Date of Award


Degree Type


Degree Name

Doctor of Philosophy



Major Professor

Robert J. Hinde

Committee Members

Robert Harrison, Ted Barnes, Ben Xue


Quantum Monte Carlo (QMC) methods are a class of powerful computer simulation techniques for solving the many-body Schrӧdinger equation. These techniques deliver essentially exact results and boast favorable computational scaling with system size. Calculations provide a full quantum mechanical treatment and may be carried to arbitrary precision. These characteristics make QMC a promising choice for the investigation of doped helium clusters, where quantum effects are substantial.

Stochastic in nature, QMC methods are susceptible to statistical bias and error, which must be carefully controlled. Moreover, the relationship between the finite sampling error and the statistical uncertainty in observables has never been systematically investigated. Estimates of arbitrary observables are often substandard and can be plagued by statistical uncertainties an order of magnitude or greater than those for corresponding estimates of the energy. In this work, we present an analysis of how finite populations, importance sampling, and dimensionality affect the statistical uncertainties in QMC estimates of arbitrary observables. We find that the uncertainty depends exponentially on the dimensionality of the system, independent of the observable or nature of the system. This provides insight into the minimal population sizes and importance sampling requirements necessary to obtain useful QMC estimates of properties in high-dimensional systems.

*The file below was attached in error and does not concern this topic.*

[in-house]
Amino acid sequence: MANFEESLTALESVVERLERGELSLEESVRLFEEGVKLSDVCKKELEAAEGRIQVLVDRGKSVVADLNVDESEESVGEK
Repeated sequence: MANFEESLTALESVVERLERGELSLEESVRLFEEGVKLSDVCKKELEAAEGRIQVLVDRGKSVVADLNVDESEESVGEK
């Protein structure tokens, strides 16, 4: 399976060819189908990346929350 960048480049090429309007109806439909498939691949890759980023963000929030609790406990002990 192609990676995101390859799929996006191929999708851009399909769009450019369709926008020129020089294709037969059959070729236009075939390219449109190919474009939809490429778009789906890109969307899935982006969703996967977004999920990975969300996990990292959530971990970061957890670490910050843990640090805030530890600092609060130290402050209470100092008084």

With this understanding, we develop new, more robust energy optimization procedures for cluster wavefunctions. We also implement a high quality eight parameter ansatz for the investigation of both pure and doped helium cluster systems. Compared to exact DMC results, the optimized wavefunctions recover over 90% of the total energy for clusters of size n ≤ 20.

Finally, we apply this knowledge directly to the study of the solvation behavior of neutral calcium and magnesium impurities in helium nanodroplets. Diffusion Monte Carlo calculations using specially optimized Mg-He and Ca-He wavefunctions accurately determine the energetics and equilibrium structures of these highly quantum systems. We observe strong deformations of the helium density for both dopants, with calcium preferentially further from the interior of the cluster than magnesium. Finite size effects in small clusters appear to prevent the interior solvation of magnesium in clusters with 20 or fewer helium atoms. This contrasts with experimental observations in larger clusters indicating the full interior solvation of magnesium atoms.

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